CENTRAL GLENDALE — Mayor Ara Najarian didn’t parse words on Wednesday during his State of the City address.
In reflecting on his year at the helm of city government, Najarian touched on range of economic challenges that are battering City Hall.
“Dealing with the ongoing financial and economic crisis consumes almost every moment of our time in city leadership,” he said to city officials and community leaders gathered for a luncheon at the Hilton Glendale.
More than 500 city officials and civic leaders attended the annual luncheon, hosted by the Glendale Chamber of Commerce, which also presented its community awards.
Faced with dwindling property and sales tax revenues and rising expenses, Najarian said the City Council has worked to protect residents from “a quick and sudden drop in city services” while also avoiding “hatchet-job cutbacks.”
He detailed the ongoing process of consolidating city departments and the gradual shrinking of the city workforce through a hard hiring freeze as ways City Hall was becoming leaner and more efficient.
“Make no mistake about it, folks, we are asking more from our employees,” he said.
He also acknowledged that a tough road lies ahead, which includes a slow economic recovery and a proposal from Gov. Jerry Brown to eliminate local redevelopment agencies, which Najarian called one of the worst decisions for local governments in decades.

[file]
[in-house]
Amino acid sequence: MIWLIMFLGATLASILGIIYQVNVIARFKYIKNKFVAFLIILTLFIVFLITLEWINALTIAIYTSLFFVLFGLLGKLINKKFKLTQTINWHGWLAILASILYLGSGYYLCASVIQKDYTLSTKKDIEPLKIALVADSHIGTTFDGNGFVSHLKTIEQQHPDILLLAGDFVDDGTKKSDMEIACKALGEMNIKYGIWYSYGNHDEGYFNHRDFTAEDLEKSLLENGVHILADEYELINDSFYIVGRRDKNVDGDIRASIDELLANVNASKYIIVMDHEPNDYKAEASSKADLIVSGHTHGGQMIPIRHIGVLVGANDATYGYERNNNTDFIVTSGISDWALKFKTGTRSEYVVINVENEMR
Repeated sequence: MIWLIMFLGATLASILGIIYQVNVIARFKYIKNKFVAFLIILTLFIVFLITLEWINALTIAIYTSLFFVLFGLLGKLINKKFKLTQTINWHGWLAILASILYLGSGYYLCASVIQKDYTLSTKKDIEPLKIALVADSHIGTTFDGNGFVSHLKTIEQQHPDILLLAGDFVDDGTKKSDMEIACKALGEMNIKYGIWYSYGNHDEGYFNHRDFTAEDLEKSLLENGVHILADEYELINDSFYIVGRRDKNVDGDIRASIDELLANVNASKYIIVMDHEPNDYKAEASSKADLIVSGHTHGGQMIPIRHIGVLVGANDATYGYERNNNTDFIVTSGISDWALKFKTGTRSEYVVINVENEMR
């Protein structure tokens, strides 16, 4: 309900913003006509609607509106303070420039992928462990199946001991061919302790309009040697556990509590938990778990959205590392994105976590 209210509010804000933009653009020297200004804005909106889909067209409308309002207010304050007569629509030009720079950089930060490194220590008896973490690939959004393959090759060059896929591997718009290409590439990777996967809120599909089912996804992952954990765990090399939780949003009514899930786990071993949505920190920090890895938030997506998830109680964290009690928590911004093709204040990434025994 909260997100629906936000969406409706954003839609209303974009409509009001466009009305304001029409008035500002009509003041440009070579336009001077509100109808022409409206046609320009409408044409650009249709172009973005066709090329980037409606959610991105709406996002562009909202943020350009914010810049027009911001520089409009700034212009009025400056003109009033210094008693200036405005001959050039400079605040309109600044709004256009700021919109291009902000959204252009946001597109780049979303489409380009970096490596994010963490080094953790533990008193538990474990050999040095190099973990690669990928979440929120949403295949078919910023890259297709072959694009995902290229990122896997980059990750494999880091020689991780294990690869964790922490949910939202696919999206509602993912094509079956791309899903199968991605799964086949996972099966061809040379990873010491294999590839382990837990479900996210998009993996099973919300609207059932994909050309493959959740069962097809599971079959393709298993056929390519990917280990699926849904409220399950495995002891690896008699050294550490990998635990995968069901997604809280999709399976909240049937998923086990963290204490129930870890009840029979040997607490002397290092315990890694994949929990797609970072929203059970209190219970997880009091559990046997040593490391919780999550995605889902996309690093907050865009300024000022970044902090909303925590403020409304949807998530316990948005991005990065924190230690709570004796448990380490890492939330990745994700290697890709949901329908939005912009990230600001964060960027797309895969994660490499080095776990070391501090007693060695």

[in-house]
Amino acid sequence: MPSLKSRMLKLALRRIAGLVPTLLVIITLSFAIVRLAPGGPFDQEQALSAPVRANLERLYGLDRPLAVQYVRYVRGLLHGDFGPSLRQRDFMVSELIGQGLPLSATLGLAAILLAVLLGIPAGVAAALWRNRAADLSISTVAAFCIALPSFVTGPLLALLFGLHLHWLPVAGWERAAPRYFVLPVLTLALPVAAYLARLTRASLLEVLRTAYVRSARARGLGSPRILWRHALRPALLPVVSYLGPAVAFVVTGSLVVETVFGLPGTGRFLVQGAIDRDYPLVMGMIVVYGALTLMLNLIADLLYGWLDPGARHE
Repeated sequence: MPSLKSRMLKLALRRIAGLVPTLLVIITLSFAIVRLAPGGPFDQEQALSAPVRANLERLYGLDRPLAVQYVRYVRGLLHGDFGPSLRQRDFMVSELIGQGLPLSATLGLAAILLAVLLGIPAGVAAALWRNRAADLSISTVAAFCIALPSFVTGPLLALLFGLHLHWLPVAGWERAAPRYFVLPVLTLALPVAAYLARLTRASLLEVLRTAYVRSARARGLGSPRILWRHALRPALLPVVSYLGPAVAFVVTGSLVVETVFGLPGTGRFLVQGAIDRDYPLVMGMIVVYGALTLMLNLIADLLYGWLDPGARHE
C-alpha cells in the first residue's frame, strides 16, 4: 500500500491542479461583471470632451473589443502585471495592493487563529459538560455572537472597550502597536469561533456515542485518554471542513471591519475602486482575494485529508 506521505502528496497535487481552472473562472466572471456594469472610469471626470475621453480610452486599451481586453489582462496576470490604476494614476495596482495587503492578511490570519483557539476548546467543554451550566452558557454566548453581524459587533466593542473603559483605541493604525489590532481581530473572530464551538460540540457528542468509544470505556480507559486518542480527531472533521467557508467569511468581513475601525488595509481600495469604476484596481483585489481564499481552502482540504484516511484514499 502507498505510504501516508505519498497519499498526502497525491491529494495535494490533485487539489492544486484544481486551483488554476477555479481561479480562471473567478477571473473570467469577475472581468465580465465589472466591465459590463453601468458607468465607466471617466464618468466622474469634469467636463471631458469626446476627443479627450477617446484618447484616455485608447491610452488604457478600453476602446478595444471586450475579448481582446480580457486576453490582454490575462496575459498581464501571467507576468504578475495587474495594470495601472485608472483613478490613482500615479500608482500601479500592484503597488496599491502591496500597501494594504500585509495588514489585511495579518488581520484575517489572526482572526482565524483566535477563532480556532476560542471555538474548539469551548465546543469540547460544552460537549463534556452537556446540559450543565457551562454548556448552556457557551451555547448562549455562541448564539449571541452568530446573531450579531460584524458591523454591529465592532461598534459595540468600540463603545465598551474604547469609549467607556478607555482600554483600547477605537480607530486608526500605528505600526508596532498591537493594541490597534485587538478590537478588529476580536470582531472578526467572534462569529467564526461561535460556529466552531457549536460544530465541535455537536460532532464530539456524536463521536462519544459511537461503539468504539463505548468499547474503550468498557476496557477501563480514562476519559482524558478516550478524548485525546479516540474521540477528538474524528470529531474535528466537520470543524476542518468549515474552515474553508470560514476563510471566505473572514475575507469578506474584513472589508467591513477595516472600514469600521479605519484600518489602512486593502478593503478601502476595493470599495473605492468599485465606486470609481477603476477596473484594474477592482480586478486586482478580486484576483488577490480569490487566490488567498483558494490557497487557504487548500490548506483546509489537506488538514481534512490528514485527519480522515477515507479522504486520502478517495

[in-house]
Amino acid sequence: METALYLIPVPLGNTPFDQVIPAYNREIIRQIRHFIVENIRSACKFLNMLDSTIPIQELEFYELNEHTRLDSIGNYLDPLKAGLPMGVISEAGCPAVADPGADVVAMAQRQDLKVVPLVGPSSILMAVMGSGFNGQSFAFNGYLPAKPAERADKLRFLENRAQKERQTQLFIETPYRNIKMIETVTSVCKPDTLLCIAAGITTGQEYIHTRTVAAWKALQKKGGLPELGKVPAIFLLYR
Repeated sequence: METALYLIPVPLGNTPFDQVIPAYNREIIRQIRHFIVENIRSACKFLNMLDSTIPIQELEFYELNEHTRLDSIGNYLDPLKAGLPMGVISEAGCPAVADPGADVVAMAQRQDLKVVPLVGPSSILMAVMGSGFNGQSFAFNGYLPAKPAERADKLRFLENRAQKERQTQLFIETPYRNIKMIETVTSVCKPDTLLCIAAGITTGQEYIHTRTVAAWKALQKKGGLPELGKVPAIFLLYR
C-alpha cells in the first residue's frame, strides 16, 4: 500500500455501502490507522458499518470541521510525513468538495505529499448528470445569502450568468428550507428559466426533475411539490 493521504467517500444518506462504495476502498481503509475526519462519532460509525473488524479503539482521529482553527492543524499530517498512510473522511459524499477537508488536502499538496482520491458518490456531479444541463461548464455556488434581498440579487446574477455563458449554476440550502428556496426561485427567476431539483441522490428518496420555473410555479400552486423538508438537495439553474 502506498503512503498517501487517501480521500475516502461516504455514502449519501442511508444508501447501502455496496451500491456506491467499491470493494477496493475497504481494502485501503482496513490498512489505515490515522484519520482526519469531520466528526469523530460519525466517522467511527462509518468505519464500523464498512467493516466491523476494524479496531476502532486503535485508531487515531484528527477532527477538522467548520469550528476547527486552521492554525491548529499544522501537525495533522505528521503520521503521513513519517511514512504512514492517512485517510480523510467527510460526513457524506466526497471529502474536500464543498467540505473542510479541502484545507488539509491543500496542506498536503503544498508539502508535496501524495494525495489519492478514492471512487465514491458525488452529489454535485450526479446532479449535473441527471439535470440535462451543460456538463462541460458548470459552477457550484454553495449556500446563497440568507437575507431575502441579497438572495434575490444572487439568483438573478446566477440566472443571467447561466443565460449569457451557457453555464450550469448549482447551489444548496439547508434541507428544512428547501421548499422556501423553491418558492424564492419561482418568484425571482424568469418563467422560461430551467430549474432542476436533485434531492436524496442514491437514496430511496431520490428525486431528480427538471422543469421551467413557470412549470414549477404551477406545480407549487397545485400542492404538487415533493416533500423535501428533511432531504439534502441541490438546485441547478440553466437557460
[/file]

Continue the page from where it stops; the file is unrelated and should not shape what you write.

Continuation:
“But all is not doom and gloom,” he said.
While much of his speech focused on challenges, Najarian also highlighted some bright spots, including solid city reserves, high property values and low crime rates.
Najarian also detailed the campaign to combat Glendale’s notorious record for vehicular and pedestrian safety.
“We have lost far too many of our residents to needless and senseless auto accidents,” he said. “Texting and talking on the phone while driving has reached epidemic proportions.”
In recent months, the Glendale Police Department has rolled out a safety campaign targeting distracted driving — including electronic message boards, displays of wrecked vehicles and targeted enforcement of distracted drivers.
Najarian, who also serves on the L.A. County Metropolitan Transportation Authority Board of Directors, used the speech as an opportunity to address two of his long-standing advocacy issues — opposition to a proposed underground tunnel extension of the Long Beach (710) Freeway and support for closing the Doran Street at-grade railroad crossing.
Chamber of Commerce award winners:
Woman of the Year: Yasmin Beers, assistant city manager of Glendale
Man of the Year: Johnny Harrison, Lexus of Glendale
CEO of the Year: Morre Dean, Glendale Adventist Medical Center
Business of the Year: Porto’s Bakery and Café
Corporate Partner of the Year: Forest Lawn Memorial-Parks
Organization of the Year: Glendale Arts
President’s Award: Scott Akerley, Glen Oaks Escrow
Inaugural Dennis Di Pietro Distinguished Service Award: Dennis Di Pietro